Your health care professional may do blood tests to check your cholesterol levels before and during your treatment with CRESTOR. Your dose of CRESTOR may be changed based on these blood tests results.
CRESTOR can be taken at any time of day, with or without food.
Swallow the tablets whole.
Your health care professional may start you on a cholesterol lowering diet before giving you CRESTOR. Stay on this diet when you take CRESTOR.
Wait at least 2 hours after taking CRESTOR to take an antacid that contains a combination of aluminum and magnesium hydroxide.
If you miss a dose of CRESTOR, take it as soon as you remember. However, do not take 2 doses of CRESTOR within 12 hours of each other.
If you take too much CRESTOR or overdose, call your health care professional or a Poison Control Center right away or go to the nearest emergency room.
What Should I Avoid While Taking CRESTOR?
Talk to your health care professional before you start any new medicines. This includes prescription and nonprescription medicines, vitamins, and herbal supplements. CRESTOR and certain other medicines can interact, causing serious side effects.
Talk to your health care professional if you are pregnant or plan to become pregnant. Do not use CRESTOR if you are pregnant, trying to become pregnant or suspect that you are pregnant. If you become pregnant while taking CRESTOR, stop taking it and contact your health care professional immediately.
What are the Possible Side Effects of CRESTOR?
CRESTOR can cause side effects in some people.
Serious side effects may include:
Muscle Problems. Call your health care professional right away if you experience unexplained muscle pain, tenderness, or weakness especially with fever. This may be an early sign of a rare muscle problem that could lead to serious kidney problems. The risk of muscle problems is greater in people who are 65 years of age or older, or who already have thyroid or kidney problems. The chance of muscle problems may be increased if you are taking certain other medicines with CRESTOR.
If you have muscle problems that do not go away even after your health care professional has advised you to stop taking CRESTOR, notify your health care professional. Your health care professional may do further tests to diagnose the cause of your muscle problems.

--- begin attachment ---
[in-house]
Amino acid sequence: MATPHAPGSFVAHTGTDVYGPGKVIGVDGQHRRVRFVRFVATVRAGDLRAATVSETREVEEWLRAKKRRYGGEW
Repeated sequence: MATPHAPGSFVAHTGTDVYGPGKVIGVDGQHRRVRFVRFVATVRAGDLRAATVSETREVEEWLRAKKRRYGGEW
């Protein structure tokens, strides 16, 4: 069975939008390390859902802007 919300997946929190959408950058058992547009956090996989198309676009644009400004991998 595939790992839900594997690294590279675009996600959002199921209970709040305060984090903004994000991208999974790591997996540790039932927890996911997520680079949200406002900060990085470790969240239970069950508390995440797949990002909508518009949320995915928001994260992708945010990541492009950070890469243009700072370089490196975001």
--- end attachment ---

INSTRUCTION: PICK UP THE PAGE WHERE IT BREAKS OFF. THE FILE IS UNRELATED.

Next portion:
Liver problems. Your health care professional should do blood tests to check your liver before you start taking CRESTOR and if you have symptoms of liver problems while you take CRESTOR. Call your doctor right away if you have any of the following symptoms of liver problems:
- feel unusually tired or weak
- loss of appetite
- upper belly pain
- dark urine
- yellowing of your skin or the whites of your eyes
The most common side effects may include:
Headache, muscle aches and pains, abdominal pain, weakness, and nausea.
The following additional side effects have been reported with CRESTOR:
Memory loss and confusion
This is not a complete list of side effects of CRESTOR. Talk to your health care professional for a complete list or if you have side effects that bother you or that do not go away.
How Do I Store CRESTOR?
Store CRESTOR at room temperature, 68 to 77°F (20 to 25°C) and in a dry place.
If your health care professional tells you to stop treatment or if your medicine is out of date, throw the medicine away.
Keep CRESTOR and all medicines in a secure place and out of the reach of children.
What are the Ingredients in CRESTOR?
Active Ingredient: rosuvastatin as rosuvastatin calcium
Inactive Ingredients: microcrystalline cellulose NF, lactose monohydrate NF, tribasic calcium phosphate NF, crospovidone NF, magnesium stearate NF, hypromellose NF, triacetin NF, titanium dioxide USP, yellow ferric oxide, and red ferric oxide NF.
General Information About CRESTOR
It is important to take CRESTOR as prescribed and to discuss any health changes you experience while taking CRESTOR with your health care professional. Do not use CRESTOR for a condition for which it was not prescribed. Do not give CRESTOR to other people, even if they have the same medical condition you have. It may harm them.
This leaflet summarizes important information about CRESTOR. If you would like more information about CRESTOR, ask your health care professional. You can also go to the CRESTOR website at www.crestor.com or call 1-800-CRESTOR.
Last reviewed on RxList: 8/16/2013
This monograph has been modified to include the generic and brand name in many instances.
Additional Crestor Information
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Report Problems to the Food and Drug Administration
You are encouraged to report negative side effects of prescription drugs to the FDA. Visit the FDA MedWatch website or call 1-800-FDA-1088.